Tag Archive: 0fictitious imprints

‘A work of darkness’ (Voltaire)

‘A work of darkness’ (Voltaire)

7th September 2023

Wikipedia calls Charles Théveneau de Morande (1741–1805) a gutter journalist, blackmailer, and spy. He was certainly ‘a large and charismatic man of great physical strength and presence, traits he used to bully and intimidate.  Having received an education in Arnay-le-Duc and Dijon, Morande joined the French army and was possibly wounded serving in the Seven […]

In the pink

In the pink

30th June 2023

This is a copy of the first edition of Les amours de Mirtil (‘Constantinople’, but actually Paris, 1761), attributed variously to Fontenelle, Claude-Louis-Michel de Sacy (though he would have been only fifteen at the time), and Marc-Ferdinand Groubentall de Linière.  There was another edition the same year, also with a fictitious ‘Constantinople’ imprint, but unillustrated.  Cohen–de Ricci […]

A little je ne sais quoi by Beckford’s librarian

A little je ne sais quoi by Beckford’s librarian

6th April 2022

Printed in Meaux, east of Paris (and presumably in limited numbers), this is a copy of the first edition of a rare little book of epigrams by Ange-Denis Maquin (1756–1823), a professor of rhetoric and belles-lettres who subsequently fled across the Channel during the Terror.  Settling at Hastings, ‘he began learning English and supported himself […]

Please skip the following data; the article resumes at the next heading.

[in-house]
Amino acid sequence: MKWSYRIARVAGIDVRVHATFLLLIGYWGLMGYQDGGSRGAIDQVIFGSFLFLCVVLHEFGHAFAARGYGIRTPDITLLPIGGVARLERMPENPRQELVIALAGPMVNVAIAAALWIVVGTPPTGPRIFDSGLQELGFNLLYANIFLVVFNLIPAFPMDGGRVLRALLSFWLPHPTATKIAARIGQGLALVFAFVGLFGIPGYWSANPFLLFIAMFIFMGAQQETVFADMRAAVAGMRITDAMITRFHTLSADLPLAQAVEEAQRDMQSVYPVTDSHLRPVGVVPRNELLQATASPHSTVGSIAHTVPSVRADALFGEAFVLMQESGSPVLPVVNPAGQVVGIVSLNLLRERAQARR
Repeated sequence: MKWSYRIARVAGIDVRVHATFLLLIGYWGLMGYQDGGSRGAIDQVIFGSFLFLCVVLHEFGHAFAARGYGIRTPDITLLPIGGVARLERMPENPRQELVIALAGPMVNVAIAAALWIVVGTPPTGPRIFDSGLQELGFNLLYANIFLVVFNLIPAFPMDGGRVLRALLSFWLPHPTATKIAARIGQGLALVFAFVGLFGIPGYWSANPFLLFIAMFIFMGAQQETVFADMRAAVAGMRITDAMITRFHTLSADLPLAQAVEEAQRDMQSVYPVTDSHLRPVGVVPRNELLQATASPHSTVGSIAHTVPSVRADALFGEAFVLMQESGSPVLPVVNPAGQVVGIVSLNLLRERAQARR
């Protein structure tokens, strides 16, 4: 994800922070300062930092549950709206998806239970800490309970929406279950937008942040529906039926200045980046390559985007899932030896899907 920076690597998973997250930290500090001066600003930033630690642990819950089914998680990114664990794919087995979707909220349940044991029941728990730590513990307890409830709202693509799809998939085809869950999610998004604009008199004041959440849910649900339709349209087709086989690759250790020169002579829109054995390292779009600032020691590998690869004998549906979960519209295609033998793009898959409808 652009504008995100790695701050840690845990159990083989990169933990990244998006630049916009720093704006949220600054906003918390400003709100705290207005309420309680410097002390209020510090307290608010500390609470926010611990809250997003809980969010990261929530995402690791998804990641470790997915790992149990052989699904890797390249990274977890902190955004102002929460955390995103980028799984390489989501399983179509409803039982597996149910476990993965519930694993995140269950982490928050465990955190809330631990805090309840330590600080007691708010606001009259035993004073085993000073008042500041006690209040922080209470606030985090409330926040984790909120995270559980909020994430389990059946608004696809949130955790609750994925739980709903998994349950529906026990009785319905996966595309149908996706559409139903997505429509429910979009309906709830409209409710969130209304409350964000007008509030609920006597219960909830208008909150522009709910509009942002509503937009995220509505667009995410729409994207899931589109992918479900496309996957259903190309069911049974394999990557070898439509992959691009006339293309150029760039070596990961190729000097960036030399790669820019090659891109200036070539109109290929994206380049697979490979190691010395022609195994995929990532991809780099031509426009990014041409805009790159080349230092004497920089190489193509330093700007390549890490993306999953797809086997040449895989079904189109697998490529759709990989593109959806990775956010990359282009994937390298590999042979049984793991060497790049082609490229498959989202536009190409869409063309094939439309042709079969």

Dodgy Dodsley

Dodgy Dodsley

18th June 2021

This is a copy of the first edition in German of William Gilpin’s famous Essay on Prints, ‘published anonymously in 1768, which had influence on the Continent, [and] contained his earliest definition of the Picturesque’ (Grove Art).  The translation is by Johann Jakob Volckmann (1732–1803).  A former owner here has created an index of the […]

Far from Thanksgiving

Far from Thanksgiving

26th November 2014

I had quite a bit of interest when I wrote about this book over on The New Antiquarian, so thought I’d share it here, too.  I’ve written before about a fictitious Boston imprint.  That book had no obvious connection with the United States, but this one does: it’s an early satire on emigration to America, from 1818. […]

The unfortunate queen

The unfortunate queen

26th August 2014

Princess Caroline Matilda (1751–1775), the youngest sister of George III, was married off to her cousin, Christian VII of Denmark, when she was only 15.  It was not a happy marriage.  Christian was a mentally unstable philanderer who claimed it was ‘unfashionable to love one’s wife’, and Caroline eventually drifted into an affair with the […]